Limits Urged for Home Detention: Monitor Didn't Keep Man from Raping

By Trugman, Kristan | The Washington Times (Washington, DC), August 28, 1997 | Go to article overview

Limits Urged for Home Detention: Monitor Didn't Keep Man from Raping


Trugman, Kristan, The Washington Times (Washington, DC)


Trena Wagner concedes her private home-monitoring company did not keep Brian Lamont Sowell in check in Prince George's County, but she's quick to add that no monitoring system could have.

He was convicted Aug. 13 of raping and assaulting a woman in November, a crime he committed while he was on home detention awaiting trial on a charge of armed robbery.

While Mrs. Wagner has joined the chorus calling for tighter regulation of monitoring companies such as her own, she says that deciding who qualifies for home detention is crucial to monitoring's success.

"Sure there need to be regulations, but let's start at the top. Let's make sure the courts put the appropriate people in these programs," said Mrs. Wagner, the president of Monitoring Services Inc.

Prince George's District Judge Gerard Devlin, who approved Sowell for home detention, would welcome the guidance.

"We're asked to be Solomon, and sometimes we fall short," Judge Devlin said. Unlike their Virginia counterparts, who are prohibited from putting violent offenders on home detention, Maryland judges have no guidelines for such sentencing.

"I really think it's an area the legislature should give serious thought. I think we'd be taken off the hook," Judge Devlin said.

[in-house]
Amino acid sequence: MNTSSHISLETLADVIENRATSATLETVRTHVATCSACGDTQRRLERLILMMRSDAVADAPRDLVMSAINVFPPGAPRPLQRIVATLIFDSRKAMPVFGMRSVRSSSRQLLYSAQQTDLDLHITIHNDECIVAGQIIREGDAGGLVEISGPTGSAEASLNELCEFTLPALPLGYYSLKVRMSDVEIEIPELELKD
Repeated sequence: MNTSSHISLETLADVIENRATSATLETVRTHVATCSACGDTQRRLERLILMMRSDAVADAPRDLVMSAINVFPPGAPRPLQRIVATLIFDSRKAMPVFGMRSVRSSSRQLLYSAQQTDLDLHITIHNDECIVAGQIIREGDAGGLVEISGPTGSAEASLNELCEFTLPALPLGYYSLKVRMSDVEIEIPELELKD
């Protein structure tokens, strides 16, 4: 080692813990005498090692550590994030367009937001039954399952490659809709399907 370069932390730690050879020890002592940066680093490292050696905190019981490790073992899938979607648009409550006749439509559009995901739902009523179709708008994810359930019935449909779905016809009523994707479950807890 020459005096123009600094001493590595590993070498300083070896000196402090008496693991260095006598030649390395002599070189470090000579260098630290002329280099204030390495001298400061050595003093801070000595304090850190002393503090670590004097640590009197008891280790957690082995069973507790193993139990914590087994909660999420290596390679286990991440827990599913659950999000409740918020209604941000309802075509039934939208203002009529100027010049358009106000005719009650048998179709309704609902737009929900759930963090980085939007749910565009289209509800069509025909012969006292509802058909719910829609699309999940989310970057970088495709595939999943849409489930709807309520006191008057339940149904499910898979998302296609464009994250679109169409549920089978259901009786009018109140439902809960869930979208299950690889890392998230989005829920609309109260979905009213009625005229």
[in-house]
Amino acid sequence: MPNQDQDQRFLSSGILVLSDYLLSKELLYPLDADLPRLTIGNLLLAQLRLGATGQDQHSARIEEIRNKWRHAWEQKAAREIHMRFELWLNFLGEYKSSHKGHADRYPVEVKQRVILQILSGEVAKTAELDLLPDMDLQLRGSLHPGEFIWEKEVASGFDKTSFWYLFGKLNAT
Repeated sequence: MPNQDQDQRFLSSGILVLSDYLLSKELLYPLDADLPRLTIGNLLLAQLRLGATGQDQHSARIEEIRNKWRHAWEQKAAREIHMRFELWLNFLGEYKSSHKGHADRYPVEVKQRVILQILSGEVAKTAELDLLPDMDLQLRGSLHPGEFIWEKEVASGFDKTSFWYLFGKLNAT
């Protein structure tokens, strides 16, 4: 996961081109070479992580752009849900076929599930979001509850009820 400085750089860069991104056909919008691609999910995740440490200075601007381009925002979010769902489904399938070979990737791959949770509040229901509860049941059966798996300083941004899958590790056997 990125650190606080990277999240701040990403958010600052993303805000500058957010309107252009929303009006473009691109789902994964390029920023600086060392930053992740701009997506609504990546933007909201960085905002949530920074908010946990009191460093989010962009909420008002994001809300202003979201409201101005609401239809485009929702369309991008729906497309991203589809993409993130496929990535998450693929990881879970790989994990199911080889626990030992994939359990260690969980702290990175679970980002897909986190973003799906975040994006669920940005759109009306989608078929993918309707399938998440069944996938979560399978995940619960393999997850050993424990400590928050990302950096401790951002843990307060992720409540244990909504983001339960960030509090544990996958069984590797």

He said he inherited Sowell's case from another judge and believed that Sowell had been qualified for pretrial release. Sowell had been out of prison, where he served time for robbery, for about a year when he was charged with armed robbery, scheduled for trial and put on home detention.

"My impression is that he would be at home," Judge Devlin said.

He ordered Sowell to stay in his girlfriend's home between 7 p.m. and 8 a.m. and to leave during the day only for his job at an auto dealership. On the day of the rape, Sowell showed up as scheduled at Mrs. Wagner's office at 6 p.m., had his anklet transmitter checked and paid $40 for the monitoring service. The 21-year-old victim testified that she was raped at 5:50 p.m.

The programs track inmates using electronic devices and anklets. An anklet transmits a signal to the monitor if the wearer leaves home without permission or tries to tamper with the device.

Computers are programmed with the times defendants should be home and randomly will call. Most of them give a series of voice tests to compare the person's voice with the template of the person in the program.

Depending on the level of security, monitors can also use closed-circuit television and can administer Breathalyzer tests.

Home detention is intended to relieve jail crowding.

Unless a judge orders a defendant or convict to stay home, the person is allowed to go out to work and visit probation officers or counselors. Sowell was allowed to leave home from 8 a.m. to 7 p.m. to work at an automobile dealership, Mrs. Wagner said.

Sowell, who was sentenced to 40 years in prison for the assault, also faces charges in connection with four other rapes and robberies police say he committed while on home detention. …

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